It is tempting to think it is to show people that you care. Many people have reminded us on social media about the importance of reaching out to others. But, a well-intended and truly caring as these attempts are, it doesn’t solve the problem but only delays the problem. The conditions that make suicide a serious consideration is not simply the result of one or two painful events. It is the years of accumulation; there may be salient events that trigger the decision such as a divorce, rape, a foolish decision, etc., but the consideration of suicide in those events stems from the person who has been formed by the events prior to those traumas. It is the years of being ignored or being bullied or setting up unreasonable expectations about oneself and one’s relationship to others and so on that set the scene. So, your kindness in a moment can impact a person’s decisions; never let me diminish the impact something like that can have. But this treatment of the condition rather than prevention.
Suicide is a response to the absence of the giving of grace and truth. It is the absence of grace that colors every interaction with people, that signals they are not that important, that they are hopelessly lost, that they are of little importance. It the absence of truth that sets up unrealistic expectations about oneself and one’s life that leads to the despair when the dreams fall apart. Each interaction of a person’s life impacts a person’s future, and when the interactions are largely devoid of grace and truth, it sets up the conditions for suicide to occur. But the problem is that we are so often oblivious to these subtle relational realities and how they build up over the course of life. It is a culture that overemphasizes the imagination of one’s future in setting up unrealistic dreams, that leads to the diminishment of value of people who will not help you to fulfill those dreams. It is a culture that in response to this social diminishment from others, encourages us to dream even more to compensate, thus tempting us yet again to diminish the real values of others. Since we don’t directly perceive the relationship between the unrelenting pursuit of our dreams and how it impacts who and what we value, we miss the connection between unrelenting ambition and unrelenting graceless and falsehood. To be clear, this isn’t about dreaming about one’s future. It is about how our Western culture through the media dramatically (mal)forms our sense of selves and our relationships to others, that fails to temper enthusiasm with humility and love.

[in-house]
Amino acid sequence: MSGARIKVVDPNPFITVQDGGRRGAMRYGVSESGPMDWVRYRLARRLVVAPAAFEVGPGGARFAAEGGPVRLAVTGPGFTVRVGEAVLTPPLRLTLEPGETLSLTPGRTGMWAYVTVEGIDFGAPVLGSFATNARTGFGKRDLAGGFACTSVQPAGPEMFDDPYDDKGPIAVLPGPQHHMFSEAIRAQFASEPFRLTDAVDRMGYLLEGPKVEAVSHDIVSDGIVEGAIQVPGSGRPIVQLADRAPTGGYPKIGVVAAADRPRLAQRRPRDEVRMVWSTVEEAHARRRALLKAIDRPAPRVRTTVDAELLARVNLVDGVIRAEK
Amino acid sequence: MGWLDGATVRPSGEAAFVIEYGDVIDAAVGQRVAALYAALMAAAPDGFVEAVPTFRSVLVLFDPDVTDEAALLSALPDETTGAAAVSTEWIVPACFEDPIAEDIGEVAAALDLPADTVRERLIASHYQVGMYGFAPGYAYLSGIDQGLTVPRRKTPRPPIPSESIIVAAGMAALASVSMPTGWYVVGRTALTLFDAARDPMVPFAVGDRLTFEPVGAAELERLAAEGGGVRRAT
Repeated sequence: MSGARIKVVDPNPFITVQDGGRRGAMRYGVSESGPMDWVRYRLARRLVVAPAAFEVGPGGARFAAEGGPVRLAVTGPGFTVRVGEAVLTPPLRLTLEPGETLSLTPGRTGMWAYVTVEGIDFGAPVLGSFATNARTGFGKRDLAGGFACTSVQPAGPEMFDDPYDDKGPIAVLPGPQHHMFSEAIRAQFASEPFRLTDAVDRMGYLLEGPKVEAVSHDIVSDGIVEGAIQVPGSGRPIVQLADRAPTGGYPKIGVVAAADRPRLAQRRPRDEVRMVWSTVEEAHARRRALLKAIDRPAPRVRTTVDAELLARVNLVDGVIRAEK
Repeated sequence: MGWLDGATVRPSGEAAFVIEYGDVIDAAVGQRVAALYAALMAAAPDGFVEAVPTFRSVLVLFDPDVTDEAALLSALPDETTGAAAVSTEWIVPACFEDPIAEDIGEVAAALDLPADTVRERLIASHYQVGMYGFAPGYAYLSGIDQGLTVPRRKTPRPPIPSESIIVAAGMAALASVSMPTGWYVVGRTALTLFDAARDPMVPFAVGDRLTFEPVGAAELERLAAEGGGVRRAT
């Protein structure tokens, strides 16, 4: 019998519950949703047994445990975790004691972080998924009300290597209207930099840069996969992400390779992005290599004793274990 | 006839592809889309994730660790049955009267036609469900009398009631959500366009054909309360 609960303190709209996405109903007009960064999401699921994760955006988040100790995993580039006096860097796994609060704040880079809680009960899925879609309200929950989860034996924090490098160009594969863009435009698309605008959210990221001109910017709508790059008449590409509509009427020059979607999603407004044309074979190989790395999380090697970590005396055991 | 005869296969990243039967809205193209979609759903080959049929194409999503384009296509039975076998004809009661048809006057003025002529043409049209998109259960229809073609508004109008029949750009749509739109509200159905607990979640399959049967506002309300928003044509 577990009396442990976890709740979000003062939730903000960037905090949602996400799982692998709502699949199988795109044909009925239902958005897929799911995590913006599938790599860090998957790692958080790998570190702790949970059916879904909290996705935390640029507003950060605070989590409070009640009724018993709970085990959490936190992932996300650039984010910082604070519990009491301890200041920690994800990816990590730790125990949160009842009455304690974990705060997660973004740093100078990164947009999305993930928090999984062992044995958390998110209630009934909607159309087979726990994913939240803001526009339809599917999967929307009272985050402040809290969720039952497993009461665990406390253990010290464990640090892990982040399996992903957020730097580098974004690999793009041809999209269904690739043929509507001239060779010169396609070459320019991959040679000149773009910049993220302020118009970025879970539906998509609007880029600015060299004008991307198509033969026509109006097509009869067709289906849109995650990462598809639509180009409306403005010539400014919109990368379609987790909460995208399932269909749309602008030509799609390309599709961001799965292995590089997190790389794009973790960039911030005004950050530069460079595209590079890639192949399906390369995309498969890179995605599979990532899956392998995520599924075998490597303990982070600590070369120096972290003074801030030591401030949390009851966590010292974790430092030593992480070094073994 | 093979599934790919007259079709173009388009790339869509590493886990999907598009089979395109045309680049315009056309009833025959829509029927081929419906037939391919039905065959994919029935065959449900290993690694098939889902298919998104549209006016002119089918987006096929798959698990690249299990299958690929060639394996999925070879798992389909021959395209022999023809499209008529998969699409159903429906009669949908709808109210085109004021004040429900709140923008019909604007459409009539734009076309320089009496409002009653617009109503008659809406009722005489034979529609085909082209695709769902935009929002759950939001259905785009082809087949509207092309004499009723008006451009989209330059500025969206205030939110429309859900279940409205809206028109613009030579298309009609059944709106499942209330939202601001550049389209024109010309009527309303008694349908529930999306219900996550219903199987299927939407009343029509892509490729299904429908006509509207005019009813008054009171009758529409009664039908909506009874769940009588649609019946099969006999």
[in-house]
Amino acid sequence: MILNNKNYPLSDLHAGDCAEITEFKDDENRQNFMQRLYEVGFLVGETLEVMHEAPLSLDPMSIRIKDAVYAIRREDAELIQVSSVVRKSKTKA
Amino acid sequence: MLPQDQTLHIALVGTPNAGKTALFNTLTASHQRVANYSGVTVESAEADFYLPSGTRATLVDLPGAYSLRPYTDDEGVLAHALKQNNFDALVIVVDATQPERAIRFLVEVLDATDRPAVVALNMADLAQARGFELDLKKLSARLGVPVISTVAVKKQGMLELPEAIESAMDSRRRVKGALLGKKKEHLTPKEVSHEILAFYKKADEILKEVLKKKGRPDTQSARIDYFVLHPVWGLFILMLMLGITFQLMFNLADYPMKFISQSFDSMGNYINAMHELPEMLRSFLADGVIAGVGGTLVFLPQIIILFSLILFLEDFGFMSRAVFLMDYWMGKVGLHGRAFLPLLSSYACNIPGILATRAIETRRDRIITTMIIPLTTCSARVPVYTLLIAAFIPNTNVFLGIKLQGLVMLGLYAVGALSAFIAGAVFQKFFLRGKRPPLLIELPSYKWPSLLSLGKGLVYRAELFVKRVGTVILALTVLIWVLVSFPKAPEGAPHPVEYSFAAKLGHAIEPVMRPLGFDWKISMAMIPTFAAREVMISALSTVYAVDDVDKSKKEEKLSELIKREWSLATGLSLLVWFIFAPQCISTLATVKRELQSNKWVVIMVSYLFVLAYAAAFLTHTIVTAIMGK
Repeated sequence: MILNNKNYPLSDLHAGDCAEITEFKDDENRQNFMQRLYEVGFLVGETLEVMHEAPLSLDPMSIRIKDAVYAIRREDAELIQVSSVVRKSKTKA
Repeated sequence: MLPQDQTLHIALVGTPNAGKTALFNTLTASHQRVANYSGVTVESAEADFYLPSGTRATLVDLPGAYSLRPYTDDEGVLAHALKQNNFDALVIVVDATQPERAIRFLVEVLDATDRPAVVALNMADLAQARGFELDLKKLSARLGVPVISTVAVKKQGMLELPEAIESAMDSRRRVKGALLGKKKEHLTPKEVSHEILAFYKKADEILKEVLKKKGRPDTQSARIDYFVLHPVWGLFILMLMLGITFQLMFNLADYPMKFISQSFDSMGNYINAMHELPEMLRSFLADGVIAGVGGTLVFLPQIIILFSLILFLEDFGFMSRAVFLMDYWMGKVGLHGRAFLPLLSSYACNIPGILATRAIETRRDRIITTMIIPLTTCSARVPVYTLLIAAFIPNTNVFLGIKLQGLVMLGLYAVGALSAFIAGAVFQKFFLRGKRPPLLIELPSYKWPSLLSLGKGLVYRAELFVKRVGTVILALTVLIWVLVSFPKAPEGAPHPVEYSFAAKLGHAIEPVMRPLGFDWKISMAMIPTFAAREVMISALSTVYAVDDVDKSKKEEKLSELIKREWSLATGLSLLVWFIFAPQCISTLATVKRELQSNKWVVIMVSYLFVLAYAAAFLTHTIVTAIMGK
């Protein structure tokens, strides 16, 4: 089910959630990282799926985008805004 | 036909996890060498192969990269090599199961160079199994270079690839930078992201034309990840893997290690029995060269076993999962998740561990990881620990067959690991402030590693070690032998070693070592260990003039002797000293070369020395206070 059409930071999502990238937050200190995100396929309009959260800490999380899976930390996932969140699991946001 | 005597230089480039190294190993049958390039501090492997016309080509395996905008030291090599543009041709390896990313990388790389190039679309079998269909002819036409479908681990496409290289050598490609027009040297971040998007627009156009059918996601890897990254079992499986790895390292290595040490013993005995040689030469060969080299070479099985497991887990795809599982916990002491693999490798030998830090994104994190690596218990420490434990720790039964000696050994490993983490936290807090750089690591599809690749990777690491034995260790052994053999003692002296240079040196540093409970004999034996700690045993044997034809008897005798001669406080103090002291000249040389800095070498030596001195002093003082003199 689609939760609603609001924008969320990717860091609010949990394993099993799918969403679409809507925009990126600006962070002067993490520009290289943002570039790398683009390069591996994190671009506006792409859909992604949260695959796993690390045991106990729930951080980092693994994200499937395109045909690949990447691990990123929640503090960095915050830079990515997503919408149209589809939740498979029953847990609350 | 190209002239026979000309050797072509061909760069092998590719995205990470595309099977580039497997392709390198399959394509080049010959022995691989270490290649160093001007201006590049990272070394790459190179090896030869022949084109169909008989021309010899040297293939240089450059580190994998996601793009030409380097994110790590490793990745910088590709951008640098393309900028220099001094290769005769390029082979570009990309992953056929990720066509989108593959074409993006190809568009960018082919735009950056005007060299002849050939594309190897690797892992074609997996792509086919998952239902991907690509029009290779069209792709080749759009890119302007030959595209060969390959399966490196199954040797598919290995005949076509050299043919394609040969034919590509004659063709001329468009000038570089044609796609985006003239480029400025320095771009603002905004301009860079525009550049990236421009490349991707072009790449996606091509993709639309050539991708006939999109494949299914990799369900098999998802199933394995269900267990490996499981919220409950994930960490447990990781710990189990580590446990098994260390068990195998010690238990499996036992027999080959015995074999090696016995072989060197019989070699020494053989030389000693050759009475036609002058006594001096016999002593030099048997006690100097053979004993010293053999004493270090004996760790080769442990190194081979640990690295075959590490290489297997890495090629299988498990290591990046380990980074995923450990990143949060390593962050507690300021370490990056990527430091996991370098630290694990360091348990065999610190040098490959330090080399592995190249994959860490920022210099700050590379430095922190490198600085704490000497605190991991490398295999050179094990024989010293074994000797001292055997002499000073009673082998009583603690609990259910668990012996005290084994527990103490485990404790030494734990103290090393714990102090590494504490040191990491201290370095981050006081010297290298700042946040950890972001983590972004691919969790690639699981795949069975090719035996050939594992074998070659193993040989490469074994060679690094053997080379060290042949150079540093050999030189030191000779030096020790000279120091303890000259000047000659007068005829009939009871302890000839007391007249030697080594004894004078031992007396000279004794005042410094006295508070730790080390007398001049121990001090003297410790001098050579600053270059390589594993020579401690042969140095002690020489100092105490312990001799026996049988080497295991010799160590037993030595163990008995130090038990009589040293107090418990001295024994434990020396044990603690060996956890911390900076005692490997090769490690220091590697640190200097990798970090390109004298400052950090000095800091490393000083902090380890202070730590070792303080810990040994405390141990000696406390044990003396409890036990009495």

The antidote is becoming people of grace and truth. It is a culture that shifts how we see and value people such that we don’t have to rescue people from their pain, but rather the very way people are encultured prevents its occurrence. But the painful reality of this is that it entails repentance, a repentance that many are unwilling to acquiesce to.
Meanwhile, if you are reading this, and you feel such a deep pain that you would consider taking your life, feel absolutely free to contact me to talk. Even if I barely know you or you are an entire stranger, I want to hear your pain and struggle. On top of having served as a pastor for multiple years, I have been there myself.